his grey, drowsing cells, led him, nearly,
to the edge of a fundamental question.

© 2020, Frank McMahon

At the Storm’s Edge, Frank’s debut collection, is available through Amazon US HERE and Amazon UK HERE.

.reinvention, day one.

so we have no internet, the

tv went off, we slept lovely.

woke to pouring rain and i

am still in pyjamas,

not a bit angry.

was hoping to write grevious

and nasy, yet without the spell

check i am as nothing.

it is later now, a slight


© 2020, Sonja Benskin Mesher

…reinvention, another day…

seems i have reinvented

everything quieter than before.

wet autumn days or is it winter,

the change comes


i dreamed a cloud of

falling leaves, awake to find it is so.

it is so very quiet here today.

© 2020, Sonja Benskin Mesher

Sonja’s sites are:

Unconventional Gambit

Shall I compare thee to a pile of dung
Left, still warm and steaming, by my horse?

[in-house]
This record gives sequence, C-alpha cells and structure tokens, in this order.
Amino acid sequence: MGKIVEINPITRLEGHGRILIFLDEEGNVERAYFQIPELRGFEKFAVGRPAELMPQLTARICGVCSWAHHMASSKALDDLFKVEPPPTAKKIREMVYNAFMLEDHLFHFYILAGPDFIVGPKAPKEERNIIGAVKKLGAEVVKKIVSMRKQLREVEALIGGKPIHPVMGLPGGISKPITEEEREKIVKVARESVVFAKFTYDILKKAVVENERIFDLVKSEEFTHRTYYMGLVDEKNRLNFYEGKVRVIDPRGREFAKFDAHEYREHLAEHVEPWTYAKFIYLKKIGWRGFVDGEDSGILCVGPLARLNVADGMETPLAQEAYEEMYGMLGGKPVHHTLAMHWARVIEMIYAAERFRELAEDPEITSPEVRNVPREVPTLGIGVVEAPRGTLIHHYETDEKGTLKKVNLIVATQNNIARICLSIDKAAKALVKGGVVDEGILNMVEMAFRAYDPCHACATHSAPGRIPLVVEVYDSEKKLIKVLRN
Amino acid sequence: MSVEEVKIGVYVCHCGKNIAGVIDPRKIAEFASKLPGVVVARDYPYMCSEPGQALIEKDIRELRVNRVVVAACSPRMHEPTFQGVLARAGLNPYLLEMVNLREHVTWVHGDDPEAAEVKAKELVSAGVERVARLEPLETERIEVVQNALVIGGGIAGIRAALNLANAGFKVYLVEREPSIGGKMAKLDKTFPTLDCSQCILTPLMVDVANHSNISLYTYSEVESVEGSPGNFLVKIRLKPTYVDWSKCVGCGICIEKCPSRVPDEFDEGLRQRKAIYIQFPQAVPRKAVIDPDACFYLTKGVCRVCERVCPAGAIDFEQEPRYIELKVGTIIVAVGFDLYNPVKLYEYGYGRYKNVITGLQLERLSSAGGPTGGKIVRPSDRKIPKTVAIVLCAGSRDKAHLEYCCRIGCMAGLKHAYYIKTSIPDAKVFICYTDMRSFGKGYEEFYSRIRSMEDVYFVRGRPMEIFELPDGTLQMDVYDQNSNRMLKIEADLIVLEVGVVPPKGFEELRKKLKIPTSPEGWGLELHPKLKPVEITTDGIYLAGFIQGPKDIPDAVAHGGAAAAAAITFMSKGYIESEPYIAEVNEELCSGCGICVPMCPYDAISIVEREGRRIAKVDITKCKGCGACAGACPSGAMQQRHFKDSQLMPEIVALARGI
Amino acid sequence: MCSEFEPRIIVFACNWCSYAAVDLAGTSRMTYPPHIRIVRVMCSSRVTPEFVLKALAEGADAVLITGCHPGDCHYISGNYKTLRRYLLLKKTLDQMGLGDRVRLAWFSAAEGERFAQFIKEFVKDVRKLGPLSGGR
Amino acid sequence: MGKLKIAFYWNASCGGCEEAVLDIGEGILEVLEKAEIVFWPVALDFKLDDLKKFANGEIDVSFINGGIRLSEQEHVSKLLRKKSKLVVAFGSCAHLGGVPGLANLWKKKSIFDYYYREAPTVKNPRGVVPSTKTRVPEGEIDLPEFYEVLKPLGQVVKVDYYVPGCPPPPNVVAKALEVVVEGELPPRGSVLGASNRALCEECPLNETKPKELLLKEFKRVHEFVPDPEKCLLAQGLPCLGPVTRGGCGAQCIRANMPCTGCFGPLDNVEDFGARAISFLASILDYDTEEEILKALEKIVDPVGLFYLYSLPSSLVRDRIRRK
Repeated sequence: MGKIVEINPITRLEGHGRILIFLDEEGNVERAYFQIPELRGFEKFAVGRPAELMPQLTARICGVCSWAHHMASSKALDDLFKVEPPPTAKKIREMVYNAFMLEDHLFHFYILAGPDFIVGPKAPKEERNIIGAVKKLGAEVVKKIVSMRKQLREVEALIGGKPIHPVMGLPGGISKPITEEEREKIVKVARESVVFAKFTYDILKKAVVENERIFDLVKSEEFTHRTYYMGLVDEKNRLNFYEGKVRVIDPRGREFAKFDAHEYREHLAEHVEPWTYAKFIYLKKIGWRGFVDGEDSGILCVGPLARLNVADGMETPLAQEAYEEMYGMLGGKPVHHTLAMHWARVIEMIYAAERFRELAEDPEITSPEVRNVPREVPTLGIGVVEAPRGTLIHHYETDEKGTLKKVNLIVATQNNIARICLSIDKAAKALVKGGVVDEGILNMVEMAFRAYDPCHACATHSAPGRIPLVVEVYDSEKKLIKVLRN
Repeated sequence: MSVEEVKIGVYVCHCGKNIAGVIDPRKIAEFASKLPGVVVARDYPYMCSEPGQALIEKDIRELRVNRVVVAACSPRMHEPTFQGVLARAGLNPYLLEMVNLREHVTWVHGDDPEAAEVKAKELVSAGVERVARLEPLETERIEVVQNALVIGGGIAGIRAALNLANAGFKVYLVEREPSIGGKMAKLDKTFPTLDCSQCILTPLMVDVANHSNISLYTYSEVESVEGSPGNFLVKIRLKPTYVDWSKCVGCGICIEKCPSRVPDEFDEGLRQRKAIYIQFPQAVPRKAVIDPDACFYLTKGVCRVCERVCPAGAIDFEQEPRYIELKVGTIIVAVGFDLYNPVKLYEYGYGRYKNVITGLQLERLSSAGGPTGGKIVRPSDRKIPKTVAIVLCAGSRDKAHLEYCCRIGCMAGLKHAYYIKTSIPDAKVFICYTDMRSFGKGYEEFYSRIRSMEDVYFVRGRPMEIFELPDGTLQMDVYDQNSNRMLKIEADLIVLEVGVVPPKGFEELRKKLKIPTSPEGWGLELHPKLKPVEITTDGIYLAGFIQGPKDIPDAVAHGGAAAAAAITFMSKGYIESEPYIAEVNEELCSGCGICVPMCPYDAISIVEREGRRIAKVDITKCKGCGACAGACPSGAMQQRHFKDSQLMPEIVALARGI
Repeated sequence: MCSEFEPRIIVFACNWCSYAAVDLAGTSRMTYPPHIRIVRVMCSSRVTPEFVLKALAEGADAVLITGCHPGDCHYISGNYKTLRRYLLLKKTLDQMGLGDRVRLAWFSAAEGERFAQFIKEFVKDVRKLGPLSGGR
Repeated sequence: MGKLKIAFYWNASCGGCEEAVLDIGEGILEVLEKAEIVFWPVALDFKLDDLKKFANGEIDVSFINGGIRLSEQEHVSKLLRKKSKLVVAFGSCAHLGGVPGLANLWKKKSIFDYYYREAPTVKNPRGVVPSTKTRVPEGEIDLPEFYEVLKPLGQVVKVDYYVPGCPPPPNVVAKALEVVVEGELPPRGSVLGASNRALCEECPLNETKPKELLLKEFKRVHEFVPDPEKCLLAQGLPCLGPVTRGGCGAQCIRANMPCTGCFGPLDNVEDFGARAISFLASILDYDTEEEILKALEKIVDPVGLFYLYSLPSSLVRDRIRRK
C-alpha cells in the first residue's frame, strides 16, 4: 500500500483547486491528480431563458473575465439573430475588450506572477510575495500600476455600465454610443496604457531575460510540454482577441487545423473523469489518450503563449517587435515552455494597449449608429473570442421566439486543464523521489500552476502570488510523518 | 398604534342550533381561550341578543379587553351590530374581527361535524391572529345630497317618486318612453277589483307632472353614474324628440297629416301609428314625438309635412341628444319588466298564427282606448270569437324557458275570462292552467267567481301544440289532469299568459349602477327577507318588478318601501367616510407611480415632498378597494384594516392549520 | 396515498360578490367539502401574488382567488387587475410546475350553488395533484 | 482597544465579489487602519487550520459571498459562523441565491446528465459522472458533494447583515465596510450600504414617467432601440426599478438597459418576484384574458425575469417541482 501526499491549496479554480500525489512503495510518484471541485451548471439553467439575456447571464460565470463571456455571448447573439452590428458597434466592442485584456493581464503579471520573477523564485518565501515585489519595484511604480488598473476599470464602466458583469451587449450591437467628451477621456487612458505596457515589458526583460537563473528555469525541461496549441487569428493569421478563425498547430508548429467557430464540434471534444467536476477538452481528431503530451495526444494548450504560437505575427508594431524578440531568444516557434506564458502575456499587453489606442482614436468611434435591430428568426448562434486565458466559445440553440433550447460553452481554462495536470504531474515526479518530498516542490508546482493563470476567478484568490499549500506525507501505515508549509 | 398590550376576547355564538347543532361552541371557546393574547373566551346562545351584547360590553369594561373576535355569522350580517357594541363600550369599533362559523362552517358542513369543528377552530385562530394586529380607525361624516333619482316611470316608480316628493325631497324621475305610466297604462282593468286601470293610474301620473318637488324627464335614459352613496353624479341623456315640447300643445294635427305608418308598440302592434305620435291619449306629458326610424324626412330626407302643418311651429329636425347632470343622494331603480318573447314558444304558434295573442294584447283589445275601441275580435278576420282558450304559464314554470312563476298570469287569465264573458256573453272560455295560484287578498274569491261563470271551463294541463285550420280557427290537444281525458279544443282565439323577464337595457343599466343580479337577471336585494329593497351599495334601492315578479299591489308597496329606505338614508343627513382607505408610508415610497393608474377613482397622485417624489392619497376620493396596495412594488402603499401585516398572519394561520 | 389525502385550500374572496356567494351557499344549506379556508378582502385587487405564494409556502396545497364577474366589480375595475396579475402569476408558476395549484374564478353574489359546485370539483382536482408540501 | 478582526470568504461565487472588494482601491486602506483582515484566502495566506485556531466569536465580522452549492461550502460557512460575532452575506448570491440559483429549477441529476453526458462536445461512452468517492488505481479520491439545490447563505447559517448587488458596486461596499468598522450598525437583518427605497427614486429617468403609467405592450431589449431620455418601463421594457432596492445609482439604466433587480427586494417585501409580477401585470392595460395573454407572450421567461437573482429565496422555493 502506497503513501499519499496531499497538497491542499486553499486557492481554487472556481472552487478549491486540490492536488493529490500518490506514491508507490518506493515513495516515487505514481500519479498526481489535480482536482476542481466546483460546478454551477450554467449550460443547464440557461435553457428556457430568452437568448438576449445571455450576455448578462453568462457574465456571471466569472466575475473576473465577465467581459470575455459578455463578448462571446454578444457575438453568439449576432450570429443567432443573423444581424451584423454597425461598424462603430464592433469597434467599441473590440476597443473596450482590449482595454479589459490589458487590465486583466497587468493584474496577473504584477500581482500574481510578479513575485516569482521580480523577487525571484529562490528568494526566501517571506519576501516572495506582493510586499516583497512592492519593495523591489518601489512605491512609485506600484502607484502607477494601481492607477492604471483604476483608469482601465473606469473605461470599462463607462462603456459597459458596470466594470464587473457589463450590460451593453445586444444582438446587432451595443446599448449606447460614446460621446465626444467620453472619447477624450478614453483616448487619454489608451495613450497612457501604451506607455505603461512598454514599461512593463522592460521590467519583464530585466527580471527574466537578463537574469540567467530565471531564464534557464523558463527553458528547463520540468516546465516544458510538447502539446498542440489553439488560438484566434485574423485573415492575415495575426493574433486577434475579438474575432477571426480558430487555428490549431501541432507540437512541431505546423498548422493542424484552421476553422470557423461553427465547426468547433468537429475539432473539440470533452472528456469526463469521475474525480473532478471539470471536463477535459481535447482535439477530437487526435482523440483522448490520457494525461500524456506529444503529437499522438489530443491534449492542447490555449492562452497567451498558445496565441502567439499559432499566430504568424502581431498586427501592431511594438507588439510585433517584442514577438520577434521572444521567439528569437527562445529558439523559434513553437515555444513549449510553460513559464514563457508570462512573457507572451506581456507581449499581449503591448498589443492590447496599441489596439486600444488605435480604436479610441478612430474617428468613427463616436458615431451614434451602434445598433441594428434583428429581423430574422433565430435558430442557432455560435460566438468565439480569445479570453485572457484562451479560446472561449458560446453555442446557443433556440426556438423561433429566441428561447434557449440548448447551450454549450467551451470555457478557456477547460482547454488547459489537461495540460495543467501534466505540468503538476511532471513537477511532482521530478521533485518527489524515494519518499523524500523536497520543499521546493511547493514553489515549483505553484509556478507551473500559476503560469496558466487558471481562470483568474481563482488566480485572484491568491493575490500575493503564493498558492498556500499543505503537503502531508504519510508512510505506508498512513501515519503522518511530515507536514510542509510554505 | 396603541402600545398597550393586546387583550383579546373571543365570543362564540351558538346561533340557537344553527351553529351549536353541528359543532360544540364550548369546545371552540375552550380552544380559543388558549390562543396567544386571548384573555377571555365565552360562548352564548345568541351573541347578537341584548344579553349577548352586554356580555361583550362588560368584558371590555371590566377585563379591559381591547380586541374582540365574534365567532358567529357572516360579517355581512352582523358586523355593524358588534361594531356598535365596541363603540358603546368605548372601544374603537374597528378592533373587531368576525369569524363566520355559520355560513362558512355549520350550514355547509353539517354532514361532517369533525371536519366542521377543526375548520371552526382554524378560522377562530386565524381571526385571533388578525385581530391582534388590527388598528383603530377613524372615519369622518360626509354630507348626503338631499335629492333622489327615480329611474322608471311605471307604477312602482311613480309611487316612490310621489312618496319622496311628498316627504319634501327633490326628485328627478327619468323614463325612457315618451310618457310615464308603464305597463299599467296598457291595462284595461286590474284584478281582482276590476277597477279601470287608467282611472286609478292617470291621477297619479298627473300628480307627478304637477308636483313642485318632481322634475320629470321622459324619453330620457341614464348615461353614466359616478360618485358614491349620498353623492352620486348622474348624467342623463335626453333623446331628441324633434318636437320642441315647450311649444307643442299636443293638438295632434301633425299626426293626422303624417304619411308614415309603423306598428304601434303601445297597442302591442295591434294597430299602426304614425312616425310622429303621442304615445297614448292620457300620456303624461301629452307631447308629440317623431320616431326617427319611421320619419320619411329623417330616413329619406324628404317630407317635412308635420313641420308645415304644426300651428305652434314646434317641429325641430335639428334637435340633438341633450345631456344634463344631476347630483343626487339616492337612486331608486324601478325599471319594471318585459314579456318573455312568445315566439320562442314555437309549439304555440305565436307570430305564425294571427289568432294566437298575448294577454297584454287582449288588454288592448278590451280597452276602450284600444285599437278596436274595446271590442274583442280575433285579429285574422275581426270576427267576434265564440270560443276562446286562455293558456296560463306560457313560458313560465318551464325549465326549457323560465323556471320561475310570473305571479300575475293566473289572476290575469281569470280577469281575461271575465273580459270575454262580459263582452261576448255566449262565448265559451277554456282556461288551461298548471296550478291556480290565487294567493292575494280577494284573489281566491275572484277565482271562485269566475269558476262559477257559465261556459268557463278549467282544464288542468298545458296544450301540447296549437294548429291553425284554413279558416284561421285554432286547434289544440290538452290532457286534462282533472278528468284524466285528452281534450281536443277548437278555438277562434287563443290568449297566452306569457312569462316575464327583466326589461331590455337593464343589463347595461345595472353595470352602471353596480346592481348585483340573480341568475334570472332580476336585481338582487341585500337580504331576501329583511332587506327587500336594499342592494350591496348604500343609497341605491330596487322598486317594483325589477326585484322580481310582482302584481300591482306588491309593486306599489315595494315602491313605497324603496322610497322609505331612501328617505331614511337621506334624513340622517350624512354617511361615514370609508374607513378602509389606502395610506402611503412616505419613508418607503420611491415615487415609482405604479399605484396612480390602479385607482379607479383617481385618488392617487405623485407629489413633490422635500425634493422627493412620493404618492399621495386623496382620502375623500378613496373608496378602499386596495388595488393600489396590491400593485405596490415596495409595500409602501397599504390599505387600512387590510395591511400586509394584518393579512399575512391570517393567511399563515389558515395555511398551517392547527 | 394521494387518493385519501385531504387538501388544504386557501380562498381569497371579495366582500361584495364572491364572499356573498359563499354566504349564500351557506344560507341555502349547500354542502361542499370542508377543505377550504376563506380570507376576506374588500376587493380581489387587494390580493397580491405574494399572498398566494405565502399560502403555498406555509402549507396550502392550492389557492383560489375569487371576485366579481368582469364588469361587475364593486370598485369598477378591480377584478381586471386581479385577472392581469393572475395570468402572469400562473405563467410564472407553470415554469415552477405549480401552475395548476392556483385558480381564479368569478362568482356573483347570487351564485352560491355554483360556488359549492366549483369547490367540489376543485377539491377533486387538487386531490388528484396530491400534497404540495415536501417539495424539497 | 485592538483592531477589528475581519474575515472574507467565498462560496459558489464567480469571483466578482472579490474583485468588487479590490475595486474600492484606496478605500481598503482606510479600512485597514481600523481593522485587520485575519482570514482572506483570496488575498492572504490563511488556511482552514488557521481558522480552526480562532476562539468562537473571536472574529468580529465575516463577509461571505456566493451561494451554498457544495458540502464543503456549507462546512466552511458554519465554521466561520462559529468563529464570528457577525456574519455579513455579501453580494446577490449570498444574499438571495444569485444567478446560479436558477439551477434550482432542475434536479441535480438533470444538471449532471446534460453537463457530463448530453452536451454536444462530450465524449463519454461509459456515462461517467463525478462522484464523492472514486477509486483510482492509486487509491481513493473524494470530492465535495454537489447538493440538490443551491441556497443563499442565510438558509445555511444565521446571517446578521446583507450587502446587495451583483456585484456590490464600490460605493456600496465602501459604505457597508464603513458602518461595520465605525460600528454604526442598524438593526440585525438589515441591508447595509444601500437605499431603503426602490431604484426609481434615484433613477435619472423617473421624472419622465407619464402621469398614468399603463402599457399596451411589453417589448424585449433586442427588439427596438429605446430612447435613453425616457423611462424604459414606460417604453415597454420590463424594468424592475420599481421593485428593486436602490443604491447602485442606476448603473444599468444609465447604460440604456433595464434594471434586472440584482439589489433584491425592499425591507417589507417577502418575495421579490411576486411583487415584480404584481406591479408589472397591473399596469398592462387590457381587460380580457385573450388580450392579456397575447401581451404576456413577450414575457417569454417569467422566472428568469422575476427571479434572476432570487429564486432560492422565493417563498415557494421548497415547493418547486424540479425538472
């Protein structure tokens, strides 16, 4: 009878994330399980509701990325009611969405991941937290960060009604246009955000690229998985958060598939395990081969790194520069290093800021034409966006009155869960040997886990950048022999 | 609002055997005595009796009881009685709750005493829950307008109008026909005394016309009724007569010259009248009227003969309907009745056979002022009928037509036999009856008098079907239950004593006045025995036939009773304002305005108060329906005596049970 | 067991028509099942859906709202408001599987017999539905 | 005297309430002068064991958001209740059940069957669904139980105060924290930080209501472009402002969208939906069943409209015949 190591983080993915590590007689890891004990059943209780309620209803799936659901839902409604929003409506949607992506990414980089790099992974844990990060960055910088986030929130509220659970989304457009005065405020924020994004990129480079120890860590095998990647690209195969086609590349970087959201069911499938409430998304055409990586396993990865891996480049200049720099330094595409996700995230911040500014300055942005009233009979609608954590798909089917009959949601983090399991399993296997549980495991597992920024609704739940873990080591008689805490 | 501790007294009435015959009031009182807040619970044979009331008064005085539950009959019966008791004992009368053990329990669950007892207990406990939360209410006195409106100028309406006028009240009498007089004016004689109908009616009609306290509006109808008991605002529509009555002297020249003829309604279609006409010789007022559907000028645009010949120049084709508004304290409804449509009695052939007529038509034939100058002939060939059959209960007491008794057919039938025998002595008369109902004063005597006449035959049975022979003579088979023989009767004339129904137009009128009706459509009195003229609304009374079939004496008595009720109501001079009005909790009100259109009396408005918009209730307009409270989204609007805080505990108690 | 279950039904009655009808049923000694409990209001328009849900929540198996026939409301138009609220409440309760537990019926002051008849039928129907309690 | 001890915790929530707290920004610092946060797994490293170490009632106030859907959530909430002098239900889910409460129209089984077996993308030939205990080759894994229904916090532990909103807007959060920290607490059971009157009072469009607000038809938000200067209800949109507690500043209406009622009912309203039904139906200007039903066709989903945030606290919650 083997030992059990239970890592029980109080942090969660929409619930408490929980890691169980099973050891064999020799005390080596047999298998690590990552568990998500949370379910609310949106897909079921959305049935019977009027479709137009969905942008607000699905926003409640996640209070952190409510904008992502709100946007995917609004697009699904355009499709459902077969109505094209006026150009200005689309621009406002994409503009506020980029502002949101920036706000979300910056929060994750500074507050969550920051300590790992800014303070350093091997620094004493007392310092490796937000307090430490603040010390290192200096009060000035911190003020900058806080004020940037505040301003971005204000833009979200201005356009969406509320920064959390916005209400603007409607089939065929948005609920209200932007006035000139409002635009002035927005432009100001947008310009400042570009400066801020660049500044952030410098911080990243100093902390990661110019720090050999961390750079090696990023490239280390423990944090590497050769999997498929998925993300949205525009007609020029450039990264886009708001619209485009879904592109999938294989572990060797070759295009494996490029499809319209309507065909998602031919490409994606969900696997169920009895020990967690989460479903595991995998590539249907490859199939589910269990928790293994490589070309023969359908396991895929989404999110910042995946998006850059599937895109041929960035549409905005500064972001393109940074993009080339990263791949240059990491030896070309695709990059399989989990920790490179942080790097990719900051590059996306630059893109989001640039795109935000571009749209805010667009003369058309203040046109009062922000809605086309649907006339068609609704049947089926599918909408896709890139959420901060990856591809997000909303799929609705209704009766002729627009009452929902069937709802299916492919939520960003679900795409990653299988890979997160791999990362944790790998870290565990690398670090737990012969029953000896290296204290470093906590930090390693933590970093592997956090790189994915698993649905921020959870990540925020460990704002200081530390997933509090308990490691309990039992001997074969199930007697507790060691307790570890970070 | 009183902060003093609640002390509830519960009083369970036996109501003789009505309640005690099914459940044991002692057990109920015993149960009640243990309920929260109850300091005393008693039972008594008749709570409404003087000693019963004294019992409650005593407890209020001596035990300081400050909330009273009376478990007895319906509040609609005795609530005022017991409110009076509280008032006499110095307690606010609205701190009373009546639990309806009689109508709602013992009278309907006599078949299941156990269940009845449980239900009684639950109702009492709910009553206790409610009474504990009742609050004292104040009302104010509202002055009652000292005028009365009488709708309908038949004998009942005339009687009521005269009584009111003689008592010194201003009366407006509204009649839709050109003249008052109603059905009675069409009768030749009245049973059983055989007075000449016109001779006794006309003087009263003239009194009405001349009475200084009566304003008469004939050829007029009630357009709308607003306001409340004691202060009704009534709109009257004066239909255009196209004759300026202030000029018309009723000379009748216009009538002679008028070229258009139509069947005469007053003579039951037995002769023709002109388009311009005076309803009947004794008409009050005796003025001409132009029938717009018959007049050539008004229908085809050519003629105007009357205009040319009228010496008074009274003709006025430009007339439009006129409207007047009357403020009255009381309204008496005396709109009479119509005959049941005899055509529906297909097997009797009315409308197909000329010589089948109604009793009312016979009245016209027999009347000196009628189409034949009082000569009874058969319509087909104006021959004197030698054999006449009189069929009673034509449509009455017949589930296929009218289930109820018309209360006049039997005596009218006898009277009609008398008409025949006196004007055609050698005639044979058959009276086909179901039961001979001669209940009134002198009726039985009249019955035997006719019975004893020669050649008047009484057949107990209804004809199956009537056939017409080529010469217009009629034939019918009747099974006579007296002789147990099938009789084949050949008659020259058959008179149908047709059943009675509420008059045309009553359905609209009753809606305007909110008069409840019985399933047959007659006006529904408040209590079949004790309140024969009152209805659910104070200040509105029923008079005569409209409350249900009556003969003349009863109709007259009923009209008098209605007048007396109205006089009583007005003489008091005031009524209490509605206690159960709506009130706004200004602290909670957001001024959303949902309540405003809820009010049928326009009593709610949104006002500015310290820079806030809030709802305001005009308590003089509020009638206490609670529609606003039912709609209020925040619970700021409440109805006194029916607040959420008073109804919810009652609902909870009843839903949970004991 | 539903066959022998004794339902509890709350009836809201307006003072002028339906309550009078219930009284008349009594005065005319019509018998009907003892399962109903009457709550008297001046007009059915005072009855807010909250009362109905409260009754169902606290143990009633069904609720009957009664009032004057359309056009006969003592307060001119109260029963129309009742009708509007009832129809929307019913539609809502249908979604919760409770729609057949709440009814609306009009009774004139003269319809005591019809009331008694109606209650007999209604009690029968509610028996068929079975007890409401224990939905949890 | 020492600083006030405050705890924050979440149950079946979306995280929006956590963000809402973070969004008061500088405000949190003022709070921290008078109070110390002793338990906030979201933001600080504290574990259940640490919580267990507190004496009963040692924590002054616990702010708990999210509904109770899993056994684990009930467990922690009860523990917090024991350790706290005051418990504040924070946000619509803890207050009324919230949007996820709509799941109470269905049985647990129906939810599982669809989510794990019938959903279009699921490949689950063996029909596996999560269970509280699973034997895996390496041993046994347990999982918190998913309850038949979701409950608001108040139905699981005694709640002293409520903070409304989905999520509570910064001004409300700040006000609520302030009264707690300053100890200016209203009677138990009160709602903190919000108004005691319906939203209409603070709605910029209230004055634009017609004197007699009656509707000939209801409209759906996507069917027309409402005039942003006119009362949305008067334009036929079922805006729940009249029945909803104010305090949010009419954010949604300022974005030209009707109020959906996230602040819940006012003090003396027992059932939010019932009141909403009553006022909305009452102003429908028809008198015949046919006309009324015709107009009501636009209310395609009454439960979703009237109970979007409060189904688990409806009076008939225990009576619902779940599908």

So graceful, so well groomed, so well hung.
I describe the creature not myself of course
And pray my words may not, my darling, cause dismay.
Oh forgive a fool whose ardour outruns his tongue.
Should my simple similes offend thee what can I say
But that ’tis from untrimm’d spontaneity they’ve sprung.
If thou wrinkle thy nose at the smell, even sight
Of manure let my lips bid you reconsider the conceit.
Coming upon such ordure to the gardener is a delight
To be shovelled up and carried away tout de suite
For forking it into a bed is surely only but meet.
Without such sustenance would a rose smell so sweet?

© 2020, Ben Naga

Ben’s site is Ben Naga, Gifts from the Musey Lady and Me. “Laissez-moi vous recanter ma vraie histoire.”

Past This Corner.

Names define, like locales and culinary delights,
Faith’s too and the practices demanded,
Routines set, manners and etiquettes,
Arriving at ports of who the outside says we are,
See how the tides disagree,
With the silent wind howling and sweeping,
Knocking sense of old forts down,
Hear the rhythm of anxiety drive leaders to tears,
See the rise of questions over old biases,
Notice the flattening of hills of divisions,
Depths are shallowing with new eyes,
Everywhere a new dawn speaks,
Deference is no longer business as usual,
Indifference is learning a new thing,
Every truism is called for re-evaluation,
Hearts are matching with a light lense,